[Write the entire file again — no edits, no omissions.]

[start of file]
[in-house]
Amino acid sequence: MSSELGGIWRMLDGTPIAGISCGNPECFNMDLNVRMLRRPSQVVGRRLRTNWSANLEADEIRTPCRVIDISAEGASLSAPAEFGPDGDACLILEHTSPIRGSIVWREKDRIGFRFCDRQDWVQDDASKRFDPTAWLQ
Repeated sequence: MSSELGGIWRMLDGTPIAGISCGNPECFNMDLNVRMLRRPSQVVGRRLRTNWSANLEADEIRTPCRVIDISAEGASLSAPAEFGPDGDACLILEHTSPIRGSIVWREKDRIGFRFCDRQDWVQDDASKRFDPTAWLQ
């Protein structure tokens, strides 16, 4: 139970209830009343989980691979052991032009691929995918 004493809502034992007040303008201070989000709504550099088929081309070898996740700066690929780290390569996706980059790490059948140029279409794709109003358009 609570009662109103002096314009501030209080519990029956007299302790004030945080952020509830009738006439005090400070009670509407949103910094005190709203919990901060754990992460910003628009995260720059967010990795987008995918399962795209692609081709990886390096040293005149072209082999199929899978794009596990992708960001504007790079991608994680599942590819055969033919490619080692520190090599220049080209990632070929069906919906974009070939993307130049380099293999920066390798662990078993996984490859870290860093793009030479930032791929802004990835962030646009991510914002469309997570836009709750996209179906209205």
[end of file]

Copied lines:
[in-house]
Amino acid sequence: MSSELGGIWRMLDGTPIAGISCGNPECFNMDLNVRMLRRPSQVVGRRLRTNWSANLEADEIRTPCRVIDISAEGASLSAPAEFGPDGDACLILEHTSPIRGSIVWREKDRIGFRFCDRQDWVQDDASKRFDPTAWLQ
Repeated sequence: MSSELGGIWRMLDGTPIAGISCGNPECFNMDLNVRMLRRPSQVVGRRLRTNWSANLEADEIRTPCRVIDISAEGASLSAPAEFGPDGDACLILEHTSPIRGSIVWREKDRIGFRFCDRQDWVQDDASKRFDPTAWLQ
């Protein structure tokens, strides 16, 4: 139970209830009343989980691979052991032009691929995918 004493809502034992007040303008201070989000709504550099088929081309070898996740700066690929780290390569996706980059790490059948140029279409794709109003358009 609570009662109103002096314009501030209080519990029956007299302790004030945080952020509830009738006439005090400070009670509407949103910094005190709203919990901060754990992460910003628009995260720059967010990795987008995918399962795209692609081709990886390096040293005149072209082999199929899978794009596990992708960001504007790079991608994680599942590819055969033919490619080692520190090599220049080209990632070929069906919906974009070939993307130049380099293999920066390798662990078993996984490859870290860093793009030479930032791929802004990835962030646009991510914002469309997570836009709750996209179906209205």